Adding More Structure While Staying Relational in a Growing Church with Mark Geissbauer

Welcome to the unSeminary podcast. Today we have with us Executive Pastor Mark Geissbauer from The Chapel which has three locations near Lake Erie.

As a church grows, adding more structure is necessary to keep everyone in the loop and enable systems to operate smoothly. But how do you maintain a personal touch while adding in a more ‘corporate’ framework? Listen in as Mark shares steps that The Chapel took to support its growth without sacrificing relationships.

  • Address the communication issue. // When Mark came on staff at The Chapel it was not uncommon for people not to know their job description or who they reported to in the organization. Oftentimes staff found out about announcements as they were being shared on a Sunday. It was clear that more structure was needed within the church, so communication was the first area they tackled. The Chapel now uses Slack as their main communication tool to keep staff informed and quickly respond to questions. As a church grows, be aware that you will have to communicate things three or four times in different ways and means until people realize what you’re sharing with them.
  • Communication in meetings. // The Chapel also put a process in place to make sure everyone was clear about the next steps coming out of meetings. To clarify responsibilities and expectations ask the following questions at the end of every meeting: What have we actually decided? When do we need to get this done? Who is responsible for driving this? Who else needs to know what we’ve decided? As a church grows it needs not only to communicate, but to do so clearly and effectively.
  • Maintain a personal touch. // The Chapel knew they had to add structure but didn’t want to lose that personal touch while making necessary “corporate” changes. It’s a constant tension to live in managing the structure with the relational aspects of ministry. Make it a priority to touch base with your staff weekly, not only about work but about other parts of their lives outside of the church.
  • Recognize each person’s giftedness. // Part of the way that The Chapel maintains relationships in their structure is by recognizing what each person brings to the table and valuing it. Within the senior leadership team, for example, they used their gifts to push each other to make better decisions while not losing the care aspect of ministry. They aren’t afraid to call each other out when someone is too strongly leaning on their giftings since a person’s biggest strengths are also their biggest weaknesses. This helps create a sort of balance between the organizational aspects of ministry and the relational aspects of ministry. Even if people have different approaches to something, they are unified because they want to see God’s kingdom being built.
  • Create guidelines. // Another aspect The Chapel focused on was developing more written documentation and making sure the church was protected. They didn’t want to just be a policy-driven church though, but rather create guidelines and focus on the core things that they needed to control. Creating these guidelines offers clarity and a space within which people can work so they feel empowered.
  • Learn from others. // Mark is also part of a network of executive pastors around Ohio. They share things like constitutions, policies and so on, which saved The Chapel from having to reinvent the wheel as they sought to add more structure and improve communication. Ministry can become focused only on what your church is doing, but opening up to other churches, learning from and helping them can bless both of your churches and help grow God’s Kingdom.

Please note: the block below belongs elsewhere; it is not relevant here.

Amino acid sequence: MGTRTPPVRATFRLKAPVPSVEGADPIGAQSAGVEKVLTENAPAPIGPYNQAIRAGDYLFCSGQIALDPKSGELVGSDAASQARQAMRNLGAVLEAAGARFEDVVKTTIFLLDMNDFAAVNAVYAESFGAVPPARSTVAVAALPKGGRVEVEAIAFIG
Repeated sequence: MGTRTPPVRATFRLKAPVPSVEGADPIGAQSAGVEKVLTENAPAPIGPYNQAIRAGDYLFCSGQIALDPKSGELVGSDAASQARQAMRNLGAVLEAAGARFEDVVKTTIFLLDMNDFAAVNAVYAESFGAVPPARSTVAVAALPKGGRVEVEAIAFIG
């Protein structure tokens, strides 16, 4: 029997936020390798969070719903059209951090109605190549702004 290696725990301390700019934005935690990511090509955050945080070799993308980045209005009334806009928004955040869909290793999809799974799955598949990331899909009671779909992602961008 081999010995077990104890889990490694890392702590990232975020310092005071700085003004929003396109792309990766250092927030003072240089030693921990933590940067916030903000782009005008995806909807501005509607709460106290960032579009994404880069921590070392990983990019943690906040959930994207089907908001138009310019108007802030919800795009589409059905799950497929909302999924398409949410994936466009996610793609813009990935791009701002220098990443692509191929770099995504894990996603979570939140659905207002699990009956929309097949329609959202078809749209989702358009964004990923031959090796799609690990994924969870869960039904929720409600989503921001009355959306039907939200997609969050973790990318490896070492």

• Partner with other churches. // The Chapel is in a rural area and there is a lot of need. Adding structure enabled Mark to connect with other churches to see how they could serve people in the area better. This led to hiring a part-time person to focus solely on the area of benevolence and coordinate with other churches. Not only did they become the expert in this area, they helped the process to be more effective and also found additional government resources to aid those in need. Don’t be afraid of taking the step to partner with other organizations. Without it you can really miss opportunities to serve the people in your community better.

You can learn more about The Chapel at www.thechapel.family or email Mark directly.

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Thank You to This Episode’s Sponsor: Chemistry Staffing

Great things happen when the right leadership is in place in a local church… lives are changed and churches thrive.

With all the craziness that has gone on in 2020, we know that many churches are beginning to ask hard questions about what their current team looks like and how ready they are to lead into our new reality. Download Chemistry Staffing’s Restructuring Playbook to develop clarity around where you need to be focusing your time, resources, and team.

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Rich Birch
Rich Birch is one of the early multi-site church pioneers in North America. He led the charge in helping The Meeting House in Toronto to become the leading multi-site church in Canada with over 5,000+ people in 18 locations. In addition, he served on the leadership team of Connexus Church in Ontario, a North Point Community Church Strategic Partner. He has also been a part of the lead team at Liquid Church - a 5 location multisite church serving the Manhattan facing suburbs of New Jersey. Liquid is known for it’s innovative approach to outreach and community impact. Rich is passionate about helping churches reach more people, more quickly through excellent execution.His latest book Church Growth Flywheel: 5 Practical Systems to Drive Growth at Your Church is an Amazon bestseller and is design to help your church reach more people in your community.